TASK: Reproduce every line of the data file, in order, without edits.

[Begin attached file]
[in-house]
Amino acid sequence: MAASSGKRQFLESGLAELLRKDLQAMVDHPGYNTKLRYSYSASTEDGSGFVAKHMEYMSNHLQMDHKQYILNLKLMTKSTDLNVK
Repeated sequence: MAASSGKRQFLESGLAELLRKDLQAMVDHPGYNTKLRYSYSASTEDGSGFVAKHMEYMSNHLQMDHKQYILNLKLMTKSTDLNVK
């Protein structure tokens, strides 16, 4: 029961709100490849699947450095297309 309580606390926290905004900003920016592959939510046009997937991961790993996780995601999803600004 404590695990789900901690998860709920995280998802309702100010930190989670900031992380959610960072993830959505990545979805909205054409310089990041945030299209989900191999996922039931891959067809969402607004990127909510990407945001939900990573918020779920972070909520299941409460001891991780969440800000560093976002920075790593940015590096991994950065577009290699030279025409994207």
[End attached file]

[in-house]
Amino acid sequence: MAASSGKRQFLESGLAELLRKDLQAMVDHPGYNTKLRYSYSASTEDGSGFVAKHMEYMSNHLQMDHKQYILNLKLMTKSTDLNVK
Repeated sequence: MAASSGKRQFLESGLAELLRKDLQAMVDHPGYNTKLRYSYSASTEDGSGFVAKHMEYMSNHLQMDHKQYILNLKLMTKSTDLNVK
């Protein structure tokens, strides 16, 4: 029961709100490849699947450095297309 309580606390926290905004900003920016592959939510046009997937991961790993996780995601999803600004 404590695990789900901690998860709920995280998802309702100010930190989670900031992380959610960072993830959505990545979805909205054409310089990041945030299209989900191999996922039931891959067809969402607004990127909510990407945001939900990573918020779920972070909520299941409460001891991780969440800000560093976002920075790593940015590096991994950065577009290699030279025409994207």